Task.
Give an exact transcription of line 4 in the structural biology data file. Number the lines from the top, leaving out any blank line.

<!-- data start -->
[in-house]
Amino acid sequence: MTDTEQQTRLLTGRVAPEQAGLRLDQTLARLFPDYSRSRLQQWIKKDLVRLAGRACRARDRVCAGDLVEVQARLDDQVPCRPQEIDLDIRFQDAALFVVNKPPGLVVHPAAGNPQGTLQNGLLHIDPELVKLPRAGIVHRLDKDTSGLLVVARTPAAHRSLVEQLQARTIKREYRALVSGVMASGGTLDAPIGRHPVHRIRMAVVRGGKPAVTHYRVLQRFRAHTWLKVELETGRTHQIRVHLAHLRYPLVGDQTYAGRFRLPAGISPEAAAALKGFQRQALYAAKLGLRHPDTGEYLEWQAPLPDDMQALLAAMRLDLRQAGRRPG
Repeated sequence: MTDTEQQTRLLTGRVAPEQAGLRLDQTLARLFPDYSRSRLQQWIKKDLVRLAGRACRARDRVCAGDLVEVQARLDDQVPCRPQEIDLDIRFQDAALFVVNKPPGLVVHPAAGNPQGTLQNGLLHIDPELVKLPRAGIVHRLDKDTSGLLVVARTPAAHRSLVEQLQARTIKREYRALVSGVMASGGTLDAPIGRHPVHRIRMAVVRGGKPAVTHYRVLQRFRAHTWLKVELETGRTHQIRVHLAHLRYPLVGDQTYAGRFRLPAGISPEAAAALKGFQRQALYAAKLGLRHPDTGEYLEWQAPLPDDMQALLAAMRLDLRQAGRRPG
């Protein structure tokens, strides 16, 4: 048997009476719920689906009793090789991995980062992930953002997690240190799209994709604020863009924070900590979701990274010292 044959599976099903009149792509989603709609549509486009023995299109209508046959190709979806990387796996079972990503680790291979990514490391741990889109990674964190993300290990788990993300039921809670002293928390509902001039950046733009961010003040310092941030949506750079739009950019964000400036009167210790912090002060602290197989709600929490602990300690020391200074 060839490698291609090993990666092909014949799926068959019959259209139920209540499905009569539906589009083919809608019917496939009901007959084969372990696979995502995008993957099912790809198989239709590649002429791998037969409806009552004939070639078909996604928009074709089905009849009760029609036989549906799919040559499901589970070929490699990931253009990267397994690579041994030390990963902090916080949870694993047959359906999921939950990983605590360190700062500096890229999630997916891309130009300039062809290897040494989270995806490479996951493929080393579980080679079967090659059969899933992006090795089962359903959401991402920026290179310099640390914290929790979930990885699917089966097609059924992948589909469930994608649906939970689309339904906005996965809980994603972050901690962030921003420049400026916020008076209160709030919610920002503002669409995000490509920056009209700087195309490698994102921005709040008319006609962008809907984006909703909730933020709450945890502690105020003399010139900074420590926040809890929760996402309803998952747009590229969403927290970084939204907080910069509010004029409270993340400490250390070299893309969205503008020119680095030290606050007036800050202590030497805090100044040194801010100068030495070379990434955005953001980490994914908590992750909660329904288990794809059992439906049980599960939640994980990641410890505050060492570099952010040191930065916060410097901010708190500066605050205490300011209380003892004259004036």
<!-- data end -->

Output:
């Protein structure tokens, strides 16, 4: 048997009476719920689906009793090789991995980062992930953002997690240190799209994709604020863009924070900590979701990274010292 044959599976099903009149792509989603709609549509486009023995299109209508046959190709979806990387796996079972990503680790291979990514490391741990889109990674964190993300290990788990993300039921809670002293928390509902001039950046733009961010003040310092941030949506750079739009950019964000400036009167210790912090002060602290197989709600929490602990300690020391200074 060839490698291609090993990666092909014949799926068959019959259209139920209540499905009569539906589009083919809608019917496939009901007959084969372990696979995502995008993957099912790809198989239709590649002429791998037969409806009552004939070639078909996604928009074709089905009849009760029609036989549906799919040559499901589970070929490699990931253009990267397994690579041994030390990963902090916080949870694993047959359906999921939950990983605590360190700062500096890229999630997916891309130009300039062809290897040494989270995806490479996951493929080393579980080679079967090659059969899933992006090795089962359903959401991402920026290179310099640390914290929790979930990885699917089966097609059924992948589909469930994608649906939970689309339904906005996965809980994603972050901690962030921003420049400026916020008076209160709030919610920002503002669409995000490509920056009209700087195309490698994102921005709040008319006609962008809907984006909703909730933020709450945890502690105020003399010139900074420590926040809890929760996402309803998952747009590229969403927290970084939204907080910069509010004029409270993340400490250390070299893309969205503008020119680095030290606050007036800050202590030497805090100044040194801010100068030495070379990434955005953001980490994914908590992750909660329904288990794809059992439906049980599960939640994980990641410890505050060492570099952010040191930065916060410097901010708190500066605050205490300011209380003892004259004036």